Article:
Krista Weldon had her quarry in her sights: a white-tailed deer resting unaware on the ground. The animal had only turned and noticed her when she squeezed the trigger. As the deer started to bolt, her team slammed the bedroom door shut.
Weldon and her crew weren’t out in the woods, but a townhouse. And this wasn’t a hunting trip — it was a rescue call.
The Auburn Animal Control division manager was in a home off Gatewood Drive in December 2020, helping a resident safely remove a deer that had careened into a window at his townhouse and become stuck in the property.
“It had busted in. (The homeowner) comes home to find … the mess from where the window is busted and everything is arrayed in the house,” Weldon said.
The resident then checked his bedroom before spotting the deer, slamming the door and running outside to call Animal Control. Weldon and her fellow officers responded to the call, determining the best way to remove the deer from the house was to tranquilize it.
A tranquilizer dart can take up to 15 minutes to work on a white-tailed deer – a long time to wait when someone’s house is on the line. With a clean shot from Weldon, eventually the animal was removed from the townhouse and released back into its habitat without any more damage to the home.
The call on Gatewood Drive was one of many memorable calls that the City of Auburn’s Animal Control Division has handled in recent history. The division has just three employees: Weldon and officers Michele Aultman and Frankie Walther.
In their time, they’ve seen it all, including eagles, owls, coyotes, foxes, racoons, snakes, monitor lizards, more dogs than you can count and more cats than you can trap.
But some calls stand out – requiring creative thinking, unusual equipment and, often, a lot of hard work.
One of these calls came this past September, when Aultman found herself strolling down a grassy patch off Academy Drive, followed by a string of longhorn cattle. A tree had fallen on a fence at a cattle farm in northeast Auburn, and the cattle had walked from the property to the side of a residential traffic circle.
Cattle and other large livestock can be complicated for Animal Control because the division doesn’t keep trailers and other equipment needed on rare occasions to transport the animals, which can weigh more than a ton.
So, responding to the call, Aultman turned up with the best tool for the job — a five-gallon bucket.
“They were all browsing on fresh grass because it’s a new subdivision, and that stuff’s so sweet when it’s new grass. They were pretty content and happy where they were, but nothing is as good as what I might have in a bucket,” Aultman said, laughing.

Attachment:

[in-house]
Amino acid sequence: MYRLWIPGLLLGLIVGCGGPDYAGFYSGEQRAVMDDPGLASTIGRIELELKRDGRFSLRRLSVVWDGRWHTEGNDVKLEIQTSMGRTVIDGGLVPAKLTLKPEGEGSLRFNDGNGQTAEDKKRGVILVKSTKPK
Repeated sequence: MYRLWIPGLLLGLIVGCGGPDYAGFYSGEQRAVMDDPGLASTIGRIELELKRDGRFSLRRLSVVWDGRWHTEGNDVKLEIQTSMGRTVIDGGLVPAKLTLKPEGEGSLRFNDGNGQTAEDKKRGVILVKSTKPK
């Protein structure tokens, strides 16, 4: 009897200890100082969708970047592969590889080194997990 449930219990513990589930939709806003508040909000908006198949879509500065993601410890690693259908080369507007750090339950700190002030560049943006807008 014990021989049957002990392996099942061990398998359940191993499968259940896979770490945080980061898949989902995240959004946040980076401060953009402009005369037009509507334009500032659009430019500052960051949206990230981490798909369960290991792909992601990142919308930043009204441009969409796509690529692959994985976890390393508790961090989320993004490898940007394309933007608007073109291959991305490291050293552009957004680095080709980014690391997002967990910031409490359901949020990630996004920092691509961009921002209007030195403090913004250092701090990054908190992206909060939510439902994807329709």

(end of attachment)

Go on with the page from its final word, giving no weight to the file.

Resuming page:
Weldon cut in, “Rocks in a bucket works wonders.”
“I had a bucket but I didn’t have any sweet feed, which is what cows will prefer over sweet grass,” Aultman continued. “You have to be careful with the size rocks you choose because they can tell the difference if it’s a big rock.
“It has to sound like it might be feed, you know what I mean? If they discover that it’s not, you’re cooked.”
Though all of the Animal Control staff can respond to calls involving livestock, Aultman has the most experience dealing with large animals. With her know-how, she quickly had the cattle walking single file back toward their farm.
Unfortunately, livestock calls aren’t always as pleasant as a grassy stroll.
In August 2014, Animal Control responded to a report of a loose pig in a rural area of the city. Initial attempts to catch the animal using the division’s net gun, which uses a blank cartridge to fire a weighted net, were unsuccessful.
The Japanese pot-bellied pig, which the crew estimated weighed about 150 pounds, ran into a wooded area of the property, and Weldon and Aultman pursued it, trudging through the area carrying the net gun in the heat of an Alabama August.
“We were just about to give up because we had walked probably a mile through there, when we came upon this green field and lo and behold, there it was,” Weldon said. “I eased up and boom, fired the net gun. Me and Michele took off running and piled on top of it. At that point, it was squealing and wild trying to get loose.”
With a long run to the van, Weldon set off while Aultman stayed on top of the pig. While Japanese pot-bellied pigs start life as small, pet-sized animals, they can top out at 200 pounds.
As the pig dug against the net and the ground, spinning in circles trying to get free, Aultman had to fight against not only the animal, but the heat and her own exhaustion after hours into the rescue attempt.
Time slowed to a crawl as Aultman struggled against the animal, waiting on Weldon to navigate the Animal Control van through the farm trail. She had to keep herself from being bitten or gored and keep the animal from getting lose and hurting itself or others.
She said she’ll always remember her relief when she saw the van arrive.
“When you work so hard as a team to capture an animal that’s at large – to protect the animal … but also to protect citizens or other animals – when you work so hard to finally capture it, the last thing you want is, ‘Oh, he got away from me,’” Aultman said. “Because you may not get another chance.”
The pig was secured and transferred to CARE Humane Society, after which it was successfully reunited with its owner.
These are just a few of the instances where Auburn Animal Control officers have gone above and beyond helping residents and animals in the City.
In the past year, they’ve responded to 1,371 service requests. Most are routine: welfare checks, neglect issues, picking up lost pets or stray animals, helping residents with wildlife issues and other service calls. The work they do each day helps ensure the health and safety of both Auburn residents and their companion animals.
Animal Control can be reached at 334-501-3090 or by emailing firstname.lastname@example.org. You can report missing pets through the Auburn FixIt app.